When the pandemic hits, many companies—including carmakers—thought that the economy would slow down due to lockdowns and consumers will buy less of non-primary products, including cars. In a nutshell, they thought car sales will go down significantly.
This causes them to slow down production, along with many other companies that supply parts for carmakers. There are anywhere between 15,000 and 25,000 components in a car, and many of them come externally and are not manufactured by the car company itself.
However, turns out consumers are still buying cars despite the pandemic. If anything, it makes even more sense to buy a car since you need to avoid large crowds to avoid being infected. So, turns out, car demand was still high, and it’s still rising since the pandemic—or at least the lockdowns—are pretty much over.
Carmakers now have to ramp up production once again, and they’re struggling to do so due to various issues. Mainly sourcing external components, and delivering these cars to where they need to be.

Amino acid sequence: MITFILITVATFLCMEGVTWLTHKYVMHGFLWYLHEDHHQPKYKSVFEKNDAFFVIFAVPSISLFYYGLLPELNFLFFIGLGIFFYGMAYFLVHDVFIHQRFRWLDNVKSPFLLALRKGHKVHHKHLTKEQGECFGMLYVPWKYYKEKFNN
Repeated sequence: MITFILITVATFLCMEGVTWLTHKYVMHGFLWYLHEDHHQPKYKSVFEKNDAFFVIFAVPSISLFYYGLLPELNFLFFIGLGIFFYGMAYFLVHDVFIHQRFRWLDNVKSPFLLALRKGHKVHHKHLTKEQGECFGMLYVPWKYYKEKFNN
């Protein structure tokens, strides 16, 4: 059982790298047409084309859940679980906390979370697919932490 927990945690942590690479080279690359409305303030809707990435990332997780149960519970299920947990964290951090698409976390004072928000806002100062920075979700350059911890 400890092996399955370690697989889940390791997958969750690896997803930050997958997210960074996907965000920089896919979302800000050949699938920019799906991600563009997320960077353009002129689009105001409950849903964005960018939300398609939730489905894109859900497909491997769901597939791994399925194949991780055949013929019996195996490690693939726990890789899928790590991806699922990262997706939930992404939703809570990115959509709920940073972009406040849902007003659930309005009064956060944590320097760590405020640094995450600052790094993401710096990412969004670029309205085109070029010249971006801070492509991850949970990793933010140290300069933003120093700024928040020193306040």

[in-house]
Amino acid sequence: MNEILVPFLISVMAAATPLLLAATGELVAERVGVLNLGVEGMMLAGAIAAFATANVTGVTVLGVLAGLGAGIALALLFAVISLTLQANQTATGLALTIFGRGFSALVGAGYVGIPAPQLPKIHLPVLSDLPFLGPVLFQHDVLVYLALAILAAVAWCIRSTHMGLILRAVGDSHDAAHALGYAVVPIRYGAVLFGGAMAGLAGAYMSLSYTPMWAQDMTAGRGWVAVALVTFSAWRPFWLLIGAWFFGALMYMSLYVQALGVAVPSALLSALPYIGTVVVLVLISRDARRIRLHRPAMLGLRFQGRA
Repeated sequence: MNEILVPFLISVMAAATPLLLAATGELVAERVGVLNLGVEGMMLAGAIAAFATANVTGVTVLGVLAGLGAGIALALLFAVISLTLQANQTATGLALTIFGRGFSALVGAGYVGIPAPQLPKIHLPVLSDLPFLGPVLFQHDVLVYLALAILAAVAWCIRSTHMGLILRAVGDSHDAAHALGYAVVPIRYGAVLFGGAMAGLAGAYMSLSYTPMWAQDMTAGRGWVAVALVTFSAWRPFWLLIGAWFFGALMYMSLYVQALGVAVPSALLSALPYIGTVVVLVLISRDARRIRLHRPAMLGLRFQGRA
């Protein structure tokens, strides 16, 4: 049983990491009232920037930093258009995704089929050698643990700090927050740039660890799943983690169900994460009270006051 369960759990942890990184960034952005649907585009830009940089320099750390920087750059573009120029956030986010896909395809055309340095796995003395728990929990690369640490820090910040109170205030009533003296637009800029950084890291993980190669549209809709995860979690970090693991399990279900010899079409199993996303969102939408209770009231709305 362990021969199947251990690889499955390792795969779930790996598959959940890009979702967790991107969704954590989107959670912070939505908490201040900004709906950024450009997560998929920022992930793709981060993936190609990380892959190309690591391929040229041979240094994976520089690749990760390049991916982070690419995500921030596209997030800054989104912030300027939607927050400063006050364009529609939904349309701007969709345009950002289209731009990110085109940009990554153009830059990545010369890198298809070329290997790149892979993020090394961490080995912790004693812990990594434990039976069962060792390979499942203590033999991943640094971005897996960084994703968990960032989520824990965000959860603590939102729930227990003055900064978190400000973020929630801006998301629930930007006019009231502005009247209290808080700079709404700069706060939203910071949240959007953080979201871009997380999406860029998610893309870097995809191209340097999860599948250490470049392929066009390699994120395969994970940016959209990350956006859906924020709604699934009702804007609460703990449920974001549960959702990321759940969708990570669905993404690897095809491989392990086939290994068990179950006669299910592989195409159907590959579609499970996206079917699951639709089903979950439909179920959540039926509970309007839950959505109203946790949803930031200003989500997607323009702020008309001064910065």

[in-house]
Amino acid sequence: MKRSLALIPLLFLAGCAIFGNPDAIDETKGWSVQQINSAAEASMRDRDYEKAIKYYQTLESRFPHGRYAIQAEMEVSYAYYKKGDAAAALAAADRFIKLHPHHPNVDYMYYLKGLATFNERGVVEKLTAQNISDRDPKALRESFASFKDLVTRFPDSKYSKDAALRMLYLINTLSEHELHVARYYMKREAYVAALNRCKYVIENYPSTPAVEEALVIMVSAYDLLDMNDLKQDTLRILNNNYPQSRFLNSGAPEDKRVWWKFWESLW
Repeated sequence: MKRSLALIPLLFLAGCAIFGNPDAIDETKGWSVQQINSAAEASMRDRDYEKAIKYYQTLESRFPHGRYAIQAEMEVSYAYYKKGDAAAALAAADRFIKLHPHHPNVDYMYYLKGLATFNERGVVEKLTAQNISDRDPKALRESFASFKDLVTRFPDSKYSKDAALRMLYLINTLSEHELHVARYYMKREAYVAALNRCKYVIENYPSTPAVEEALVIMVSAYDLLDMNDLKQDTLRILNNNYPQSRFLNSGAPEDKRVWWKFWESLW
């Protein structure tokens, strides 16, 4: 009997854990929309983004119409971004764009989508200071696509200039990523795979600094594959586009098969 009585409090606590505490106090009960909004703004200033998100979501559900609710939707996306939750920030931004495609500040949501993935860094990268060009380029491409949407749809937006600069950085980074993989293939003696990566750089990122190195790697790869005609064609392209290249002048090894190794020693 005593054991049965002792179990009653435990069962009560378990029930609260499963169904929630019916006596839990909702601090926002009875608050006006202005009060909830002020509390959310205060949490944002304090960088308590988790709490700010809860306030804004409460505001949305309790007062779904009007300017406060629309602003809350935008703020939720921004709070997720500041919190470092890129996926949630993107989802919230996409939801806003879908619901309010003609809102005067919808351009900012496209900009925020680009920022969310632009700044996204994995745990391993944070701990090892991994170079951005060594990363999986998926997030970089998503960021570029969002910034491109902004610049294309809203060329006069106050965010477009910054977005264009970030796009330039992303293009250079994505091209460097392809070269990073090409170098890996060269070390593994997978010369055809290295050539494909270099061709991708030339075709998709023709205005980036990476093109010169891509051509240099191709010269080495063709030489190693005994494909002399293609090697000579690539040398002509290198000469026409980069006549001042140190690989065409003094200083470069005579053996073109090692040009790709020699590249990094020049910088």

That’s the gist of it, and you can learn more in this article. We won’t get into too much detail. However, the other big reason we’d like to mention is because of a chip shortage:
2. Computer Chip Shortage
The world is also seeing a global computer chip supply issue. This also has to do with the COVID-19 pandemic, where manufacturers reduced production in response to the potential slump in sales.
However, much like the car industry, it turns out computer chips are still in high demand during the pandemic. Even more so, since people were stuck at home, many people were buying more personal computers. Either because they need it to work from home, or they need one for entertainment.
How does this affect the car industry? Well, modern cars need this chip for various things. Including the Engine Control Unit (ECU), the infotainment system, and many other electrical control units in the car.